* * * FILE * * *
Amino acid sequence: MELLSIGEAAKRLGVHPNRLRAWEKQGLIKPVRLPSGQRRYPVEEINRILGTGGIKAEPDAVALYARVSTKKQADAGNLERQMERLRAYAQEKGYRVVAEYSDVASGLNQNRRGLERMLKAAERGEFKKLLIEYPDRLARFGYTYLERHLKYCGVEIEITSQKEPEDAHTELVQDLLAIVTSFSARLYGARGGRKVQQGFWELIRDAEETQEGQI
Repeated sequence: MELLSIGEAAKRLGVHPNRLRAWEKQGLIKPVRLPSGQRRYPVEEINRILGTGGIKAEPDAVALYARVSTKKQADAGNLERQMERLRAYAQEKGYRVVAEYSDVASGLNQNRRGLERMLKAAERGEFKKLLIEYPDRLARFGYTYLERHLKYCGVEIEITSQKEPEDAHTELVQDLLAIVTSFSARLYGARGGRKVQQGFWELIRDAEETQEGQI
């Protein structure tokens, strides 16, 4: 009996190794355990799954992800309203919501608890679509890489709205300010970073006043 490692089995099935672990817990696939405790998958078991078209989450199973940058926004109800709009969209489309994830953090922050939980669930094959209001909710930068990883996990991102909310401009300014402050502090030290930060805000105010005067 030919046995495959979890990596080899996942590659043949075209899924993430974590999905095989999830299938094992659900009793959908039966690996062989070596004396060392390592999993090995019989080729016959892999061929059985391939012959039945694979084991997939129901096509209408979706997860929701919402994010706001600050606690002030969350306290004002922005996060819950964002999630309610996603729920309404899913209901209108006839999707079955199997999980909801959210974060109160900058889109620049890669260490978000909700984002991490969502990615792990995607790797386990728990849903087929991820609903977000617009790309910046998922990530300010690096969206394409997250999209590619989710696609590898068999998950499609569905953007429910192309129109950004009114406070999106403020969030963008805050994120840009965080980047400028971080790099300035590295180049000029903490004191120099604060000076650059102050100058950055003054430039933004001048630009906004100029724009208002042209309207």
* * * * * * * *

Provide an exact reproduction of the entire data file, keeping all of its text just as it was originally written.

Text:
Amino acid sequence: MELLSIGEAAKRLGVHPNRLRAWEKQGLIKPVRLPSGQRRYPVEEINRILGTGGIKAEPDAVALYARVSTKKQADAGNLERQMERLRAYAQEKGYRVVAEYSDVASGLNQNRRGLERMLKAAERGEFKKLLIEYPDRLARFGYTYLERHLKYCGVEIEITSQKEPEDAHTELVQDLLAIVTSFSARLYGARGGRKVQQGFWELIRDAEETQEGQI
Repeated sequence: MELLSIGEAAKRLGVHPNRLRAWEKQGLIKPVRLPSGQRRYPVEEINRILGTGGIKAEPDAVALYARVSTKKQADAGNLERQMERLRAYAQEKGYRVVAEYSDVASGLNQNRRGLERMLKAAERGEFKKLLIEYPDRLARFGYTYLERHLKYCGVEIEITSQKEPEDAHTELVQDLLAIVTSFSARLYGARGGRKVQQGFWELIRDAEETQEGQI
């Protein structure tokens, strides 16, 4: 009996190794355990799954992800309203919501608890679509890489709205300010970073006043 490692089995099935672990817990696939405790998958078991078209989450199973940058926004109800709009969209489309994830953090922050939980669930094959209001909710930068990883996990991102909310401009300014402050502090030290930060805000105010005067 030919046995495959979890990596080899996942590659043949075209899924993430974590999905095989999830299938094992659900009793959908039966690996062989070596004396060392390592999993090995019989080729016959892999061929059985391939012959039945694979084991997939129901096509209408979706997860929701919402994010706001600050606690002030969350306290004002922005996060819950964002999630309610996603729920309404899913209901209108006839999707079955199997999980909801959210974060109160900058889109620049890669260490978000909700984002991490969502990615792990995607790797386990728990849903087929991820609903977000617009790309910046998922990530300010690096969206394409997250999209590619989710696609590898068999998950499609569905953007429910192309129109950004009114406070999106403020969030963008805050994120840009965080980047400028971080790099300035590295180049000029903490004191120099604060000076650059102050100058950055003054430039933004001048630009906004100029724009208002042209309207």